Friday, June 30, 2017

@Amphoe 3/2060 available

The 3rd issue of the @Amphoe magazine was just published online earlier today, right on time that I will be able to pick the paper version this one together with the other issues from the past 12 months when I will be traveling to Thailand next month.

The English language content features an interview with Boonlue Thamtaranurak (บุญลือ ธรรมรานุรักษ์), the chief district office of Galyani Vadhana district in Chiang Mai. Another part is on a new division within the Department of Provincial Administration responsible for the Hajj Affairs of the Thai Muslims, following the 3rd amendment of the Hajj Affairs Advancement Act (พระราชบัญญัติส่งเสริมกิจการฮัจย์ (ฉบับที่ ๓) พ.ศ. ๒๕๕๙) which took effect December last year.

Also, as in every issue, one province with its touristic highlights is features, this time Chanthaburi in the east of Thailand - hence the Cathedral of the Immaculate Conception on the title page of the magazine - one of the few beautiful Roman Catholic churches in Thailand.

Friday, June 23, 2017

Number of Tambon in 1947

Table A15 - Population for Urban
and rural size group, 1947
Another interesting table found in the 1952 Statistical Yearbook are A15 and A16, which list the number of Tambon for each province, including a grouping by the population number. According to that table, in 1947 there were 3650 subdistricts, split into several categories according to the population number.

Table A16 then gives the number of Tambon for each province, split into the urban and rural Tambon. While these numbers arer interesting by themselves - though would be even better if have numbers to compare from other censuses - for me the most important one is the absolute number, as I intend to have a complete overview when which subdistrict was created. Calculating back from the current number of subdistrict and all the subdistrict creations published in the Royal Gazette, I get to a number of 4581 in 1950 - or maybe a few more as my algorithm doesn't handle the abolished entities correctly yet. This leaves about 1000 Tambon missing - though there is the strange 1947 Royal Gazette announcement on the creation of 674 Tambon.

I have two other very old Tambon numbers, the 1964 Statistical Yearbook lists 4893 for the reference date February 17 (my algorithm says 4889 for January 1st), and more interesting the 1917 Yearbook gives a number of 5052. Thus it seems it were not just the Monthon and some provinces which were abolished in the 1930s, but also many subdistricts, and these unlike the higher administrative units were never announced in the Royal Gazette.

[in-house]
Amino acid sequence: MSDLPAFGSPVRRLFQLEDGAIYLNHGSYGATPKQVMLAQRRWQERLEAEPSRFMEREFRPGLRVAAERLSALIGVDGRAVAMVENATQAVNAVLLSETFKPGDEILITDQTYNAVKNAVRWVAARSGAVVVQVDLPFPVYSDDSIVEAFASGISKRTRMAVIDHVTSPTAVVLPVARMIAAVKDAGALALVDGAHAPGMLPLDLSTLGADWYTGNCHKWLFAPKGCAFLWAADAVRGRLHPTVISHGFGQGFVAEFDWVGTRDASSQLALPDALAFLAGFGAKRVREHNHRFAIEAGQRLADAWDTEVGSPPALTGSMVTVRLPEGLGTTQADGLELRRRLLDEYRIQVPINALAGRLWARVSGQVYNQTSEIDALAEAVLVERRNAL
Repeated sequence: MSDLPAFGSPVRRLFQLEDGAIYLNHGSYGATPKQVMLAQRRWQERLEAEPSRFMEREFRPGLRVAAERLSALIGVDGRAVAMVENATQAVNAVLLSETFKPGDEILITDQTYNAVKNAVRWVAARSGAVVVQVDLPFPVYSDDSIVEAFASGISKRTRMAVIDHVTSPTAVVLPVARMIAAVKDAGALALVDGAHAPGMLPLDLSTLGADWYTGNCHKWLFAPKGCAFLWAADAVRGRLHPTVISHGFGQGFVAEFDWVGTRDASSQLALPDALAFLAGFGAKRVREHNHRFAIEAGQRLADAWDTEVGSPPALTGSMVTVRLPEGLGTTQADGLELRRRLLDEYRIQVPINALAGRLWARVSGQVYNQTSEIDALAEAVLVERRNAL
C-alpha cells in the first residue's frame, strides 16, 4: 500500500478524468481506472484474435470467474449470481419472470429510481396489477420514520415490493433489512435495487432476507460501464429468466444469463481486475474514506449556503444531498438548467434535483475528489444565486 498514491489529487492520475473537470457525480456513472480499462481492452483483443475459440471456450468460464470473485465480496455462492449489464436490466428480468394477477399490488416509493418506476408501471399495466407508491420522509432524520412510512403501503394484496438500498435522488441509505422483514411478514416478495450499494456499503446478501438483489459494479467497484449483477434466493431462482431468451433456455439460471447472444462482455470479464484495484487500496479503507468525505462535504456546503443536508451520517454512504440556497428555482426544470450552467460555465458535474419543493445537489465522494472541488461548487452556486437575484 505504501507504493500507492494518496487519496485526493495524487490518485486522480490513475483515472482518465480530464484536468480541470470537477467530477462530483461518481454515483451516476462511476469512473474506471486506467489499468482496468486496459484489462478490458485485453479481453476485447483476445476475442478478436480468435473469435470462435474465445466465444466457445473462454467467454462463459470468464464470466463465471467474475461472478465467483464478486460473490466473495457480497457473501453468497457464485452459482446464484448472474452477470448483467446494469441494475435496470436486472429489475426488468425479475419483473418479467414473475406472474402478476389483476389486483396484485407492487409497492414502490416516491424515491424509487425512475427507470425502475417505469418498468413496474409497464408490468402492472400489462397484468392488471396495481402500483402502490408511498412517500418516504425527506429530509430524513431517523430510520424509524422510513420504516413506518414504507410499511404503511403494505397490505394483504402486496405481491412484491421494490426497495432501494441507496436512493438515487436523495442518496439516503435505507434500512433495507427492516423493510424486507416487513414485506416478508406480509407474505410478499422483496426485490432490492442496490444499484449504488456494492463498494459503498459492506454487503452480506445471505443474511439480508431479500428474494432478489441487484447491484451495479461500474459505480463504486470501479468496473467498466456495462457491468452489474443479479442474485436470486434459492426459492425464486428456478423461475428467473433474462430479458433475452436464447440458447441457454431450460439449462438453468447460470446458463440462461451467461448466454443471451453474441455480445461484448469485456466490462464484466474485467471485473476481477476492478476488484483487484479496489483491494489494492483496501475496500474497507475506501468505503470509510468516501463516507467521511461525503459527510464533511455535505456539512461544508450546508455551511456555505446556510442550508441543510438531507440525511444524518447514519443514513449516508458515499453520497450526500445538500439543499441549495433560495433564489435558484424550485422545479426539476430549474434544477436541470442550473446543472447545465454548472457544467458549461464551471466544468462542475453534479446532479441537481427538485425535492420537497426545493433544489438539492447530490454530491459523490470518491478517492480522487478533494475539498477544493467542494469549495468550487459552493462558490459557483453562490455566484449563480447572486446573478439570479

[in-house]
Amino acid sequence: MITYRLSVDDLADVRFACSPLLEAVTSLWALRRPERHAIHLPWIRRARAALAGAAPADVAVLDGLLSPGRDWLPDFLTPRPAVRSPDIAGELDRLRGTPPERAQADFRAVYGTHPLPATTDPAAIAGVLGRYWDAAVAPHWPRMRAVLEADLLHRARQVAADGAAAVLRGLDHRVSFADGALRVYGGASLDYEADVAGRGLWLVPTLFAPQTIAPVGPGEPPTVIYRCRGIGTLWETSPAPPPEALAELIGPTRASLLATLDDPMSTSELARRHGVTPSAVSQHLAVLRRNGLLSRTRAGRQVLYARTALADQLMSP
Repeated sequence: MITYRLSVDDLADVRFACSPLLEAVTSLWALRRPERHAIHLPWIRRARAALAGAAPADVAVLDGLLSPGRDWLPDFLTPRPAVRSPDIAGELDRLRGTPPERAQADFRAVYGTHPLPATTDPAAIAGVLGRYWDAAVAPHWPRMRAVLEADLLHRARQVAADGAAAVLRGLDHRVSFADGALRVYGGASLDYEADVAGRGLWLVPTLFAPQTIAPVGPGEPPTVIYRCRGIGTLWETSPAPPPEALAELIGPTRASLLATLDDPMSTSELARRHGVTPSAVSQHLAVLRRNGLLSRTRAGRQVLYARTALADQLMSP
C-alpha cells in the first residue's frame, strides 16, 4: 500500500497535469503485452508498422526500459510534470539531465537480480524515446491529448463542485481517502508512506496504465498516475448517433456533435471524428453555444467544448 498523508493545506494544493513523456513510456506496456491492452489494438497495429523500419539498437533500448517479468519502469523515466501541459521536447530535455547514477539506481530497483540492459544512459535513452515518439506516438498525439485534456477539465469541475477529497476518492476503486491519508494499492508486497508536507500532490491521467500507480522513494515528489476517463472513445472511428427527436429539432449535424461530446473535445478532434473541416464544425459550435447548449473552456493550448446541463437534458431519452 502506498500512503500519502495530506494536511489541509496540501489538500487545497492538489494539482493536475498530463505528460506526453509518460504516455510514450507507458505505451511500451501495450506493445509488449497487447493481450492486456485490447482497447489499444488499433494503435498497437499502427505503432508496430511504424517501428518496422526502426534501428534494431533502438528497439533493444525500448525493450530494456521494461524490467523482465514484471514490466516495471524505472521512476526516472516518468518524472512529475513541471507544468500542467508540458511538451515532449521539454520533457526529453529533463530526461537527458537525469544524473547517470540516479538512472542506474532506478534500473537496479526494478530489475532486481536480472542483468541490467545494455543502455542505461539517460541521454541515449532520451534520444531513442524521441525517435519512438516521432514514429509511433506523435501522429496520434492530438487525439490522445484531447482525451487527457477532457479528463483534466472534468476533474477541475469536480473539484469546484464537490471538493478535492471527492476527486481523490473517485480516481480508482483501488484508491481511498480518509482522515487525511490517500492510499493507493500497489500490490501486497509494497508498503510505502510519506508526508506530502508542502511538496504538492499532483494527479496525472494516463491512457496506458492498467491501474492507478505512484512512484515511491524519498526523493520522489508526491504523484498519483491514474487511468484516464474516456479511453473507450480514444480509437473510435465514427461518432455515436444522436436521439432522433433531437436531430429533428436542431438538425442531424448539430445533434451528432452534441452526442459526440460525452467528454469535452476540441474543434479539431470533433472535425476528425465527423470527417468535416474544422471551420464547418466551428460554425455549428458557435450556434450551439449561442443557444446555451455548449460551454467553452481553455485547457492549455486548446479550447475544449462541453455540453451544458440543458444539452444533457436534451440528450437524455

It seems the only way to find more information to resolve these number issues will be old issues of the Loyal Directory book (ทำเนียบท้องที่), something which can only be done in a few libraries in Thailand. The Pridi Banomyong Library at the Thammasat University has the 1940 (2483) issue - I hope I will find chance to visit there during my forthcoming vacation in Thailand, and hope I will be allowed to photograph all the relevant pages to compile a digital list later. The book is in the rare book collection, and given its age probably must be handled with lot of care. It would be just great if this whole book series would get scanned and made publicly available - even Google Books hasn't scanned any of them yet, though even there it would probably be inaccessible.

Thursday, June 15, 2017

Census 1947 and 1937

After I had found an online resource with the census reports starting in 1960, I was trying to find the older data as well. However, the online library of the National Statistics Office does not have the earlier census reports, and those few issues of the Statistical Yearbook in there have only few pages available - the recent issues which are completely available don't give any details on older censuses other than the regional aggregates. If I were in Thailand, I could of course visit some of the university libraries in Bangkok which have such old printed books - but since I am only there for vacation annually, I never made it yet to find such a book in a library.

But finally, Google and some luck helped to locate a scanned version of the 1952 Statistical Yearbook at Google Books would have many more issues, but all of them only in snippet view, so totally unusable. And in that 1952 issue, several tables show at least partial data from the early censuses.
  • Table A3 - Population by Sex by Changwat, 1929, 1937 and 1947
  • Table A4 - Percentual changes of population by region and changwat, 1929, 1937 and 1947
  • Table A5 - Population per square km by changwat, 1937 and 1947
  • Table A6 - Population and area of Thai Changwats, 1947
  • Table A7 - Population and area of Thai Changwats, by Size, 1947
  • Table A17 - Population of  Municipalities, 1947